UK banks’ use of funding from US prime money market funds (MMF) has continued to decline in early 2013, consistent with their on-going efforts to reduce reliance on wholesale funding, Fitch Ratings reports. Overall, short-term wholesale funding has now most likely reached minimum levels.
The credit ratings agency’s (CRA) report, entitled
‘US Money Fund Exposure and European Banks: Decline Amid Eurozone Concerns’
, shows that US MMF exposures to UK banks fell to 4.3% of assets under management at end-March, a 16% decline over the last nine months and a new low over Fitch’s period of study – which dates back to end-2006. However, the CRA does not expect MMF flows to UK banks to dip significantly below this level as the banks need to maintain some access to this form of short-term funding as part of their strategy to diversify funding sources.
Fitch adds that the reliance of Royal Bank of Scotland (RBS) and Lloyds, the two banks most affected by the crisis, on wholesale debt markets has reduced due to their deleveraging, liquidity accumulation and build-up of customer deposits. Overreliance on short-term debt is no longer a negative rating driver for these UK banks. Short-term wholesale funds, including some US MMF flows, was covered 3.7x by the liquidity portfolio at RBS and 3.8x at Lloyds at end-Q113.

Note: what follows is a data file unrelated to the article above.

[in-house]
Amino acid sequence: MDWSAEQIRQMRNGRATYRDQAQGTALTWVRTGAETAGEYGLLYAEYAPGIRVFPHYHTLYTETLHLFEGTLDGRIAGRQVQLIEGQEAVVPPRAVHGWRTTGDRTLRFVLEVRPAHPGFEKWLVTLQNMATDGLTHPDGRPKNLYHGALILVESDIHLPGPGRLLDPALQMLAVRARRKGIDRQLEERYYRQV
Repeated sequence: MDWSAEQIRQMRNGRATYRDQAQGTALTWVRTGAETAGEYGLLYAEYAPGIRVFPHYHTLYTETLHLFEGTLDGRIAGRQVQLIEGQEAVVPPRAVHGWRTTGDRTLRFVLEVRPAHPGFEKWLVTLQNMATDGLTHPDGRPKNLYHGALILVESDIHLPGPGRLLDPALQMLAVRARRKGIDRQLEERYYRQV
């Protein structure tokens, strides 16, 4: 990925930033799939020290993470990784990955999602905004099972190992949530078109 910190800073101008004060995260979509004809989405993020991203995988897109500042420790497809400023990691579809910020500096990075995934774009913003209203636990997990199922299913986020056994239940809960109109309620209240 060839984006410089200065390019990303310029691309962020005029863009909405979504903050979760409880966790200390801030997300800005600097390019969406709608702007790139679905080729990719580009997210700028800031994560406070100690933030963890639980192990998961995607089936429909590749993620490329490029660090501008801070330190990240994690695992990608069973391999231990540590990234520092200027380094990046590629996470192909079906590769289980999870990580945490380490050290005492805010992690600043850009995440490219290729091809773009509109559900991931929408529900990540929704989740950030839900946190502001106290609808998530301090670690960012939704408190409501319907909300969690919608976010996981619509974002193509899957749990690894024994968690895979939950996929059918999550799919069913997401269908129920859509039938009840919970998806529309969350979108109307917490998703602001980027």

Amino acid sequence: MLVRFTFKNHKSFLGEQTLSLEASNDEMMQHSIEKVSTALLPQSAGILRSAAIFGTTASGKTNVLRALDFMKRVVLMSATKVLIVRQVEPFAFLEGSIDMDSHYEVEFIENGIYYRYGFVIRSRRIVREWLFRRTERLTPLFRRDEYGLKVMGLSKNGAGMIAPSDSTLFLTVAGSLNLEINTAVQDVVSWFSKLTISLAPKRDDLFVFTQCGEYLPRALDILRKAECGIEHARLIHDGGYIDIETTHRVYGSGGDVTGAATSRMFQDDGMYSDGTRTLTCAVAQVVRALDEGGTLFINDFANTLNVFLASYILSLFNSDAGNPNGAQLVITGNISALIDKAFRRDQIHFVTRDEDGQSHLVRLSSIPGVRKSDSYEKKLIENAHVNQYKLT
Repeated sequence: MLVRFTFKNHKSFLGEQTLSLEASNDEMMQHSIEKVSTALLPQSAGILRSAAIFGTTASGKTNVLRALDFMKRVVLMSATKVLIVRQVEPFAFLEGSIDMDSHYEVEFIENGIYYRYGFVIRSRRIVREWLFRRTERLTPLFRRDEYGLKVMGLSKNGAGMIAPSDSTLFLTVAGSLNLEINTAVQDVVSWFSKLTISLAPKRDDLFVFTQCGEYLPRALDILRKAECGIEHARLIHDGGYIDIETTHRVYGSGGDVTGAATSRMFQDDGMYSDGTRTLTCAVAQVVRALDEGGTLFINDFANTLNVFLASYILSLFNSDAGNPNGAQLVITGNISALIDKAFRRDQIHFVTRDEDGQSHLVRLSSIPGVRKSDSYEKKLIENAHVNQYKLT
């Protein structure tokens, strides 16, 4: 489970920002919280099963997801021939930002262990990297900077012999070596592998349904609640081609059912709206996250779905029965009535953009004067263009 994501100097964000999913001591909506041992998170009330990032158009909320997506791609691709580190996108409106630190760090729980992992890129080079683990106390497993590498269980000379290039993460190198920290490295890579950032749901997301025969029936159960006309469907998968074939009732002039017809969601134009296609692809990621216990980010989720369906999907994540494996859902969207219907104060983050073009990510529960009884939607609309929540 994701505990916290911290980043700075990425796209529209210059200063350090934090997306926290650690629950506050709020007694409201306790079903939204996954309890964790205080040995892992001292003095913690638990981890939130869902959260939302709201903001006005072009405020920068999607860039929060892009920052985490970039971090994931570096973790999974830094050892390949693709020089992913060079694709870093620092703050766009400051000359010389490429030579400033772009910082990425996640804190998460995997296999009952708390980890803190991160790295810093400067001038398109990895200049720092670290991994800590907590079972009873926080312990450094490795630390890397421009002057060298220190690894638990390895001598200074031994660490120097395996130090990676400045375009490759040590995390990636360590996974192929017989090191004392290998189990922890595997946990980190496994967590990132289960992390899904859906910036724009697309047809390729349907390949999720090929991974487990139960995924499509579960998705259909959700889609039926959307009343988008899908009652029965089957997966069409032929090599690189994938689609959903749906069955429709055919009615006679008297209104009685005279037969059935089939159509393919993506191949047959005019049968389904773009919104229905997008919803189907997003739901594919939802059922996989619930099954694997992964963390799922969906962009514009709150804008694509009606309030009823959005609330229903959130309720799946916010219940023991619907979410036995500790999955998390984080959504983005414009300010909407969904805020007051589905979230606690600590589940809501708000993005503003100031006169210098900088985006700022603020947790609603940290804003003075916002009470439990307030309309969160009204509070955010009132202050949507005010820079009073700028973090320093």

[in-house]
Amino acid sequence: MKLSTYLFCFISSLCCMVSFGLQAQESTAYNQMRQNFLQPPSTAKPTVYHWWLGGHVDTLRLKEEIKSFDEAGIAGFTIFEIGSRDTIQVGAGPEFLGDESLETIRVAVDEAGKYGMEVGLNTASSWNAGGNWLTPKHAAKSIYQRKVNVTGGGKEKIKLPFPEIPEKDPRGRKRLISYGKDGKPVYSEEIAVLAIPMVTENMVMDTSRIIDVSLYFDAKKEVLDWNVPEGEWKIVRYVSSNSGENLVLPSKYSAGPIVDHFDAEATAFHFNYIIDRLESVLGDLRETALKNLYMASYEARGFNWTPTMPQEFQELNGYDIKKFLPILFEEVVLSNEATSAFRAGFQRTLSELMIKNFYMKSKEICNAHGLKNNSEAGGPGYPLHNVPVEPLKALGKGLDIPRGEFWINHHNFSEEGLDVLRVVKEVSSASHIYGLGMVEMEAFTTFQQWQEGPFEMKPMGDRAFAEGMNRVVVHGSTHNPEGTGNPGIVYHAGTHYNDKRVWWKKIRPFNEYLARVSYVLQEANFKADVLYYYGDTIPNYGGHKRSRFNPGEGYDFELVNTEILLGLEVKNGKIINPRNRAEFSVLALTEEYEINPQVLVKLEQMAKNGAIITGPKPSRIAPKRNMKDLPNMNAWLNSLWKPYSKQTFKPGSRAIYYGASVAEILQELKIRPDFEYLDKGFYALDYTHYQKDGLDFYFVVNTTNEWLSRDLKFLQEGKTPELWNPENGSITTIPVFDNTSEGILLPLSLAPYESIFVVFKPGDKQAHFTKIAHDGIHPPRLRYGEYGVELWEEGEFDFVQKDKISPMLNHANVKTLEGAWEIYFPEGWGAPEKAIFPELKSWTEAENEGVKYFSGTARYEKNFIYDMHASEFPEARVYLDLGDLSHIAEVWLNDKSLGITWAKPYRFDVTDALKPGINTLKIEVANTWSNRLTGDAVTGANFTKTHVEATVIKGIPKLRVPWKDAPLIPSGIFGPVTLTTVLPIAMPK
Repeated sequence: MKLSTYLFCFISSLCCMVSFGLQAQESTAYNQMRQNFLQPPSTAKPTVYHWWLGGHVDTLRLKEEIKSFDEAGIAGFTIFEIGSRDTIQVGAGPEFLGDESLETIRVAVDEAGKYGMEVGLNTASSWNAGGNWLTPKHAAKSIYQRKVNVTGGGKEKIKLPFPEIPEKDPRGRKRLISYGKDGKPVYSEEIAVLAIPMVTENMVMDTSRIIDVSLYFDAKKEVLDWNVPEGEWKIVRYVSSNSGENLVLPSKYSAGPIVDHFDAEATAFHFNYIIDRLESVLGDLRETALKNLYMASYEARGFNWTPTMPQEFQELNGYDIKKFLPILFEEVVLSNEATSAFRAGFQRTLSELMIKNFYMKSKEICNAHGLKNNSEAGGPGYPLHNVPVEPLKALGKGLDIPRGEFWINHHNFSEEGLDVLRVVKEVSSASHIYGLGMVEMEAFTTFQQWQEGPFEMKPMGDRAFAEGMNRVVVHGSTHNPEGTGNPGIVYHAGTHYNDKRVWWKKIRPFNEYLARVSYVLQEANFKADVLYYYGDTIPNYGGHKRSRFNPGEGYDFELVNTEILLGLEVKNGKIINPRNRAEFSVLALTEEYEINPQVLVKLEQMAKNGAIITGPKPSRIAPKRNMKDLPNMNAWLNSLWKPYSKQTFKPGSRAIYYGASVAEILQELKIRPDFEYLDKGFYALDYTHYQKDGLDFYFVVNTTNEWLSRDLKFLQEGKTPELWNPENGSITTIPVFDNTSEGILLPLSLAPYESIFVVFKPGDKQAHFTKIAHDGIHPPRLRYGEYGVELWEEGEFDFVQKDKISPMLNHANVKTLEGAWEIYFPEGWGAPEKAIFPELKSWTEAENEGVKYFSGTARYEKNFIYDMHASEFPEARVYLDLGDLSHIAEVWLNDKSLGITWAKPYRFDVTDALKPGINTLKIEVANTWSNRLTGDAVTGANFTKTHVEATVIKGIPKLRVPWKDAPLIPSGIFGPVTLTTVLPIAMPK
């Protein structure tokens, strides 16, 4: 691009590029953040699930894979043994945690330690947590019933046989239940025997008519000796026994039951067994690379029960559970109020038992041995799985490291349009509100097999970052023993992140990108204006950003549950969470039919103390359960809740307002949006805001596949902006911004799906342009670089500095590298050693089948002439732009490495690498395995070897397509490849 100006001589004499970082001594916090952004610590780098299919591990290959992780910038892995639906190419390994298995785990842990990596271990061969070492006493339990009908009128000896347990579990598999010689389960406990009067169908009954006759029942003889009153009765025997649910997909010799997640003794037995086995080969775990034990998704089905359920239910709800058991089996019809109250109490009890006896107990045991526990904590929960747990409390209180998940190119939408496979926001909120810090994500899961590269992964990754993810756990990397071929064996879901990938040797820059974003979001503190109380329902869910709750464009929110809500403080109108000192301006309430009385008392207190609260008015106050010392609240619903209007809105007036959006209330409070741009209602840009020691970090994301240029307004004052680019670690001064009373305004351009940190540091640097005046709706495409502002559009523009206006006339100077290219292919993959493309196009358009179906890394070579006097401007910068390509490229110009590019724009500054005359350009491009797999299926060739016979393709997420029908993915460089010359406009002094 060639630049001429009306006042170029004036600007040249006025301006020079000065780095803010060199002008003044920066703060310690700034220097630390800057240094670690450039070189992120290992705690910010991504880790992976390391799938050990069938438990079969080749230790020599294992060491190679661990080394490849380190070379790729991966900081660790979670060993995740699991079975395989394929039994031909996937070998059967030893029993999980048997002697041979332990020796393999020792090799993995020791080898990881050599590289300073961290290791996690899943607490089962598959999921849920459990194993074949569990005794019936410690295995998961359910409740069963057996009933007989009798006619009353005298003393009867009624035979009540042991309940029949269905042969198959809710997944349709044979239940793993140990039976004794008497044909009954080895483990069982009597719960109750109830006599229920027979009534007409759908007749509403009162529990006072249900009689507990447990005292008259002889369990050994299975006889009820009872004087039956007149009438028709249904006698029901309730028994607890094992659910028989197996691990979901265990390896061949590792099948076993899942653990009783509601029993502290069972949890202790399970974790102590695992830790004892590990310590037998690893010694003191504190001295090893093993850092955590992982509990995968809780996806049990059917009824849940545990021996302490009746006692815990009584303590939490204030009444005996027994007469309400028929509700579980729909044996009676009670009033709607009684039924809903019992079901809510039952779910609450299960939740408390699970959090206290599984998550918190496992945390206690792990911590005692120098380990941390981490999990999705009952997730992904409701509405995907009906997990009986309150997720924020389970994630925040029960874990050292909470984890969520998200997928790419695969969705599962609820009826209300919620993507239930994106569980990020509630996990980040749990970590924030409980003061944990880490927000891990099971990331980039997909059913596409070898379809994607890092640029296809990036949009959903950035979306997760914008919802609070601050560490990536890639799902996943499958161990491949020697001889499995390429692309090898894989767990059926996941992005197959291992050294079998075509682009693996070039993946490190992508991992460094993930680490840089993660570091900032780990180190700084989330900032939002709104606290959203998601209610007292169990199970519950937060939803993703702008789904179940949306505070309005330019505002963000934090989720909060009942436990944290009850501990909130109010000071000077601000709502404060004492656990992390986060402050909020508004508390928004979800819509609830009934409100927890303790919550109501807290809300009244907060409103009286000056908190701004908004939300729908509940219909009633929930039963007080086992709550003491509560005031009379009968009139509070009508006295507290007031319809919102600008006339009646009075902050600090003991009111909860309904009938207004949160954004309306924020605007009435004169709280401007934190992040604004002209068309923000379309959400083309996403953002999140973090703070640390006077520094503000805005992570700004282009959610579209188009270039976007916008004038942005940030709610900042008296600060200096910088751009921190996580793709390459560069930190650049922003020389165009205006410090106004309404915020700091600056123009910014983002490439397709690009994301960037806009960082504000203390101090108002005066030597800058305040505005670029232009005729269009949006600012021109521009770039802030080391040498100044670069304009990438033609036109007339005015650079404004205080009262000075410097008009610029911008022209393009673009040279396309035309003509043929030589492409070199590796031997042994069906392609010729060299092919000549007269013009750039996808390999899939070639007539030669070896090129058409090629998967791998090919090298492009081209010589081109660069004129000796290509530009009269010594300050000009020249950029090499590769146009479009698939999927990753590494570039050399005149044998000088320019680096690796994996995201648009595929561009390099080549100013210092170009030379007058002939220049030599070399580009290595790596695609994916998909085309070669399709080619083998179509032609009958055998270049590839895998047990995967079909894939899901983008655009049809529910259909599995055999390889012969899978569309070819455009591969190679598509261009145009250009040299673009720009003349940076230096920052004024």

The banks’ liquidity portfolios are at, or approaching, peak levels and Fitch does not expect them to reduce significantly in the short-to medium-term because loan demand is still muted in the UK. Liquid assets could be used to buy back surplus – and more expensive – wholesale funding. A reduction in liquidity is unlikely to be a negative rating driver as their buffers remain among the highest in Europe.
Since July, the funding for lending scheme (FLS) has provided an additional funding source. While primary usage of this scheme has not been as high as the government expected, a secondary impact has been to reduce funding costs across the board. With less need for liquidity and still muted loan growth, deposit rates fell to their lowest levels since the crisis. The extension of the scheme last month to January 2015 is likely to continue to support low funding costs.
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